Environmental Studies

Requirements & Courses

  • Environmental Studies Major Requirements

    Thirty-six credits, which include a 20-credit core and 16-credit electives.

    1. CORE: 20 credits from: ENV 105, 205, 291, 310, 480 and ECN 350.
    2. ELECTIVES: 16 credits from: POL 141, 219, 225, 226/227; PHL 225 or REL 225; COM 253; NMS 253; ENV 280, 370, 380M.

    Other Considerations:

    • Students are expected to complete an internship, research experience, or independent study appropriate for the student’s academic and career goals.
    • Recommended courses include: ECN 111 or 112; MTH 116 or 118
  • Environmental Science Major Requirements

    Fifty-six credits, which must include a thirty-two credit core and twenty-four elective credits.

    1. CORE (32 Credits): ENV 105, 205, 210, 291, 310, 370, 480; BIO 121; CHM 115
    2. ELECTIVES (24 Credits): 4-credits from: ENV 360; BIO 319. 8-credits from: POL 141, POL 219, POL 225; PHL 225 or REL 225; NMS 253; ECN 350; COM 253. 12 upper-level science or mathematics courses formulated with aid from ENV faculty and student.

    Other Considerations:

    • Students are expected to complete an internship, research experience, or independent study appropriate for the student’s academic and career goals.
    • Recommended courses may include PHY 112 or 121; MTH 116 or 118, 121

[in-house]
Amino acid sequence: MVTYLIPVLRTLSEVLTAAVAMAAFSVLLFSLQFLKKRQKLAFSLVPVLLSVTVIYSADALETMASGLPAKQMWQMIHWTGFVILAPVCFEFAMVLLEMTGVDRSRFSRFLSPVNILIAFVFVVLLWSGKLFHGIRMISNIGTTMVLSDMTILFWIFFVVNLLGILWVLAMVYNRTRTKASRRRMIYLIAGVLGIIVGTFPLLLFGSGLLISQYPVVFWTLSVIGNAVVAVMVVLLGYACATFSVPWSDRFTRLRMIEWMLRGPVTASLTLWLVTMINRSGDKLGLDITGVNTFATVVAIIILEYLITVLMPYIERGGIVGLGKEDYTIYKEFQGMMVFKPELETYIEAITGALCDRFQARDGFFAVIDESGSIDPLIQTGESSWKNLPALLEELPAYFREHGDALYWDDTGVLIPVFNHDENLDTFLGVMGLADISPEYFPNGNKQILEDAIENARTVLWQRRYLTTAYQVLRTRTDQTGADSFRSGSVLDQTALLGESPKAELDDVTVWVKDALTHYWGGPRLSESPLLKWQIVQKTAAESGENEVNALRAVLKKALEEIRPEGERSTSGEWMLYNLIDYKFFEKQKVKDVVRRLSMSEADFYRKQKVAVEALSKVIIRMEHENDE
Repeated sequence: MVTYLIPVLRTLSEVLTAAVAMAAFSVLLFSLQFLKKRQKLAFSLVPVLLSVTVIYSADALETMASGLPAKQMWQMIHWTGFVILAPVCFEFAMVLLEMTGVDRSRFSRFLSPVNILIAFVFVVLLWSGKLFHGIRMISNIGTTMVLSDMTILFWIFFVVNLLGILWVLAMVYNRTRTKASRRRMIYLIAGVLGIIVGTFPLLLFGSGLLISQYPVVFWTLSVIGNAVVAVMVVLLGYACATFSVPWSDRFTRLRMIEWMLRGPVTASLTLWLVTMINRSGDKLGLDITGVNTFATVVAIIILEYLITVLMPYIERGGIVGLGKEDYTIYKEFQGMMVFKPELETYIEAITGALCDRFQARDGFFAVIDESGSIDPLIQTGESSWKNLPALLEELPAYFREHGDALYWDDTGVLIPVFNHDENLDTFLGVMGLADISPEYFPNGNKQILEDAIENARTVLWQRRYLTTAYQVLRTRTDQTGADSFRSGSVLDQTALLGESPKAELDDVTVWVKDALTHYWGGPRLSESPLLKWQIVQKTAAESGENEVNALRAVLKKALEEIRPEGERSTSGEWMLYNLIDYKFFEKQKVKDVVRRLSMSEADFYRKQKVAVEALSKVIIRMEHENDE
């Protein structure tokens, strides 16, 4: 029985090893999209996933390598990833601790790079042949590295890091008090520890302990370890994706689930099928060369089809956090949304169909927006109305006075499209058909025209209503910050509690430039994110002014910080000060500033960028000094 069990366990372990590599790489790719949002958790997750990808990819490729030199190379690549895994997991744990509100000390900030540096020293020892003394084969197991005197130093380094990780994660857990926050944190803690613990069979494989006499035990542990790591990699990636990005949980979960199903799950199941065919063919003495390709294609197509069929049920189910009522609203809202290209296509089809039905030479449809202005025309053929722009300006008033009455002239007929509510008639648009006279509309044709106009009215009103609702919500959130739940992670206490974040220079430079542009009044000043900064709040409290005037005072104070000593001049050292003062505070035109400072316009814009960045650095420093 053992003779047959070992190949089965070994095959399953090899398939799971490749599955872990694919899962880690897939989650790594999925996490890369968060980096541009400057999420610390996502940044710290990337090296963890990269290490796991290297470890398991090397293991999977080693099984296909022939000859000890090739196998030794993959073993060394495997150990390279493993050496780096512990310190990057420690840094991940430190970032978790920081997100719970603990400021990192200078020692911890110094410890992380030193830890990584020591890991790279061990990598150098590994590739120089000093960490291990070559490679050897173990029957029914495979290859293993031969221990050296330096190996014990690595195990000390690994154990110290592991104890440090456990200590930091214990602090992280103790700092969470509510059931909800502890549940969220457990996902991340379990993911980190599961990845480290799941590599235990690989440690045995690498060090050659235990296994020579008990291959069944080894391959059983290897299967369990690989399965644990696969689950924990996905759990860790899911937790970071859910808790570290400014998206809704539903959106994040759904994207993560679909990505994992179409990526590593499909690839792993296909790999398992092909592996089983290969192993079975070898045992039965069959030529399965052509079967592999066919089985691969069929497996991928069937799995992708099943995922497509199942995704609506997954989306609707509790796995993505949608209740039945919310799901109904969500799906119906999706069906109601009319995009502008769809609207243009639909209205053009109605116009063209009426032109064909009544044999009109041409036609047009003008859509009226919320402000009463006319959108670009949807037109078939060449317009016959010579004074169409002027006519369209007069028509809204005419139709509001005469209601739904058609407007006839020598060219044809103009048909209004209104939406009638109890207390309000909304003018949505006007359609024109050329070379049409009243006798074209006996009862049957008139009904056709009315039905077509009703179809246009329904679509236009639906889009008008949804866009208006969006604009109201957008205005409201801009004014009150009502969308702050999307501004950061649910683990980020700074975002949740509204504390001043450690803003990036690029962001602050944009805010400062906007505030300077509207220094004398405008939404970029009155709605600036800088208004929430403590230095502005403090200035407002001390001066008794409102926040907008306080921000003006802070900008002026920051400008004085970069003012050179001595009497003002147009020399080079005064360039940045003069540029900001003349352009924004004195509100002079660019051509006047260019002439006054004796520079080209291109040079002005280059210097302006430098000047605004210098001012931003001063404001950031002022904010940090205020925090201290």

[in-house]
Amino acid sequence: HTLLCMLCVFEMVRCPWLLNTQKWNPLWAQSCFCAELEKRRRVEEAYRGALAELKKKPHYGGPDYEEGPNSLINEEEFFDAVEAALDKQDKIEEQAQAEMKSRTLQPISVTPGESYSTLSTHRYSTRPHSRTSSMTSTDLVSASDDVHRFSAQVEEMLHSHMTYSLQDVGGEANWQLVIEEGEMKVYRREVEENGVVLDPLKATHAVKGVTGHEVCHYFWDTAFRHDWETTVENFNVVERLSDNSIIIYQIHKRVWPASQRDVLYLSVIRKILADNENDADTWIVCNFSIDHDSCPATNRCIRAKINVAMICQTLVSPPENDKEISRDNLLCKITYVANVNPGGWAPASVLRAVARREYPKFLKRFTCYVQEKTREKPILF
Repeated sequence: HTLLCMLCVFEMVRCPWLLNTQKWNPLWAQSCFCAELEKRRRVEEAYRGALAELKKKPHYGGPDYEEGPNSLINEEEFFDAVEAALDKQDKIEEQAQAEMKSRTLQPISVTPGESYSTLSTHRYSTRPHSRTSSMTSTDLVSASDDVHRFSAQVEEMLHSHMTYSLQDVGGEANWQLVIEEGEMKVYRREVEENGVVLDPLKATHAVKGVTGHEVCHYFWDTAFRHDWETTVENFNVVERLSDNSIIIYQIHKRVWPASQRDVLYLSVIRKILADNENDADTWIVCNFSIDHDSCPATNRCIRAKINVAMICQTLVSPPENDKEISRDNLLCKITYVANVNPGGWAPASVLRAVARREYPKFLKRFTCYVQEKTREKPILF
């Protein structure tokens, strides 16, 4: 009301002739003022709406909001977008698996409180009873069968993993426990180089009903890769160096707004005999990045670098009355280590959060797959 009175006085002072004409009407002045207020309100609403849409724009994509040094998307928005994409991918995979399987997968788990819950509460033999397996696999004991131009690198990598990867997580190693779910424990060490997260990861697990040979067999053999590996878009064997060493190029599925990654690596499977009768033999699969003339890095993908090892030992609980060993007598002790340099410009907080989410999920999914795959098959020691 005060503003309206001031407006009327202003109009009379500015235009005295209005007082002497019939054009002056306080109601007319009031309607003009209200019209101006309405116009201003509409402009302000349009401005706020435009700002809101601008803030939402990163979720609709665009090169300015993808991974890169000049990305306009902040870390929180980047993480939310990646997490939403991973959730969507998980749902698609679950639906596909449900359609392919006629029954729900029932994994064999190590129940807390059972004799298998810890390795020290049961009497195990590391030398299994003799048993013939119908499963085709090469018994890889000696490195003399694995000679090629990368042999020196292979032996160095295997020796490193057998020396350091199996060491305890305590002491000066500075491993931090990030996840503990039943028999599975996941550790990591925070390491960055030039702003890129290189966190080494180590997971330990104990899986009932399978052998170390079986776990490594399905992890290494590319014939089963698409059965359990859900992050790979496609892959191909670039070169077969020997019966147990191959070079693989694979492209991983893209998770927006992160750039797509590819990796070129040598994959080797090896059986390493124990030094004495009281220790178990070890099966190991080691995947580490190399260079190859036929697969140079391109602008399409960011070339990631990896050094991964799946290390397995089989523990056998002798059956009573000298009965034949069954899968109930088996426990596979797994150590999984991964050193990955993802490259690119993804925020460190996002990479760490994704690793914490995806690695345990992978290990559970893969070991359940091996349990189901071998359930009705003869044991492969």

• Minor Requirements

    Twenty-four credits, which must include:

    1. CORE (16-credits): ENV 105, 205, 291, 310, 480
    2. ELECTIVES (8-credits) from the following: ENV 280; POL 141, 225, 219; PHL 225; COM 253; NMS 253; ECN 350; ENG 180

    Environmental Studies students are recommended to conduct research or take a Spring Term experience abroad that utilizes our relationships with various institutions. MTH-116 (Statistics) and/or MTH-121 (Calculus) are strongly advised; MTH-121 is required for most graduate work.

Courses

  • ENV
    105
    .
    Intro to Environmental Studies
    4 credits
    Examination of humans and their relationship to the natural environment. Explores current status of environmental problems, controversies and solutions. Laboratory. Course fee.
  • ENV
    110
    .
    Environmental Geology
    4 credits
    Investigation into the causes of geologic hazards such as earthquakes, mass movement, volcanoes and desertification. Includes investigation into geologic process involved in the formation of energy and material resources, their origin, uniqueness and the impact of their use on the environment. Topics center on the interrelationships among all physical Earth processes. Laboratory.
  • ENV
    205
    .
    Environmental Health
    4 credits
    Prerequisite: Sophomore standing
    Exploration of the relationship between the environment and human health. Topics include exposure to pollution, environmental disasters, injuries, and occupational health. The following concepts will be explored: environmental justice, toxicology, public health, and risk assessment.
  • ENV
    210
    .
    Earth and the Environment
    4 Credits
    This course incorporates a geoscience approach to environmental issues and problems. Topics include geologic hazards and the internal earth processes that produce them; natural resource formation and exploitation including: soils, water, minerals, fossil fuels and alternative energy. The course also covers the impact climate change has on existing problems such as pollution, waste production and disposal. Environmental regulations and their connection with current and past environmental research at Alma College are covered.
  • ENV
    291
    .
    Scientific Writing and Methods
    2 credits
    Prerequisite: Sophomore standing